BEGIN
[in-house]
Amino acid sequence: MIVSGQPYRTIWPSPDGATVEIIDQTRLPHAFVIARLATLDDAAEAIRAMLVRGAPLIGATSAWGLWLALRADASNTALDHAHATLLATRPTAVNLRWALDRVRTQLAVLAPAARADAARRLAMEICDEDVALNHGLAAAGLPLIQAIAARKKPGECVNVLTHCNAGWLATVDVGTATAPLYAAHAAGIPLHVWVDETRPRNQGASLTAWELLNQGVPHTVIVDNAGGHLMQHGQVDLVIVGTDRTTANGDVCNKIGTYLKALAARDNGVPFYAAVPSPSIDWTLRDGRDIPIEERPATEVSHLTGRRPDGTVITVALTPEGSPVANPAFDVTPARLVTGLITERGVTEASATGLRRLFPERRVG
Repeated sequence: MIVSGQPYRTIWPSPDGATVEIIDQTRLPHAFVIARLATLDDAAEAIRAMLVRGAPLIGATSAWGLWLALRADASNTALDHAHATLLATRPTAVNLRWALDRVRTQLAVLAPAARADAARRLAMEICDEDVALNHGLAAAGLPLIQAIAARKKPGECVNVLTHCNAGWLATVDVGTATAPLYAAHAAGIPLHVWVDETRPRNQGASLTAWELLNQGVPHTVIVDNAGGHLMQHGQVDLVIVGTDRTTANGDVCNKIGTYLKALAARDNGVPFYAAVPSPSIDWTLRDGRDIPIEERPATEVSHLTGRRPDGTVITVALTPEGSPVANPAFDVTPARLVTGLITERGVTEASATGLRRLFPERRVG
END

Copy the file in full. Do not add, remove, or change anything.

[in-house]
Amino acid sequence: MIVSGQPYRTIWPSPDGATVEIIDQTRLPHAFVIARLATLDDAAEAIRAMLVRGAPLIGATSAWGLWLALRADASNTALDHAHATLLATRPTAVNLRWALDRVRTQLAVLAPAARADAARRLAMEICDEDVALNHGLAAAGLPLIQAIAARKKPGECVNVLTHCNAGWLATVDVGTATAPLYAAHAAGIPLHVWVDETRPRNQGASLTAWELLNQGVPHTVIVDNAGGHLMQHGQVDLVIVGTDRTTANGDVCNKIGTYLKALAARDNGVPFYAAVPSPSIDWTLRDGRDIPIEERPATEVSHLTGRRPDGTVITVALTPEGSPVANPAFDVTPARLVTGLITERGVTEASATGLRRLFPERRVG
Repeated sequence: MIVSGQPYRTIWPSPDGATVEIIDQTRLPHAFVIARLATLDDAAEAIRAMLVRGAPLIGATSAWGLWLALRADASNTALDHAHATLLATRPTAVNLRWALDRVRTQLAVLAPAARADAARRLAMEICDEDVALNHGLAAAGLPLIQAIAARKKPGECVNVLTHCNAGWLATVDVGTATAPLYAAHAAGIPLHVWVDETRPRNQGASLTAWELLNQGVPHTVIVDNAGGHLMQHGQVDLVIVGTDRTTANGDVCNKIGTYLKALAARDNGVPFYAAVPSPSIDWTLRDGRDIPIEERPATEVSHLTGRRPDGTVITVALTPEGSPVANPAFDVTPARLVTGLITERGVTEASATGLRRLFPERRVG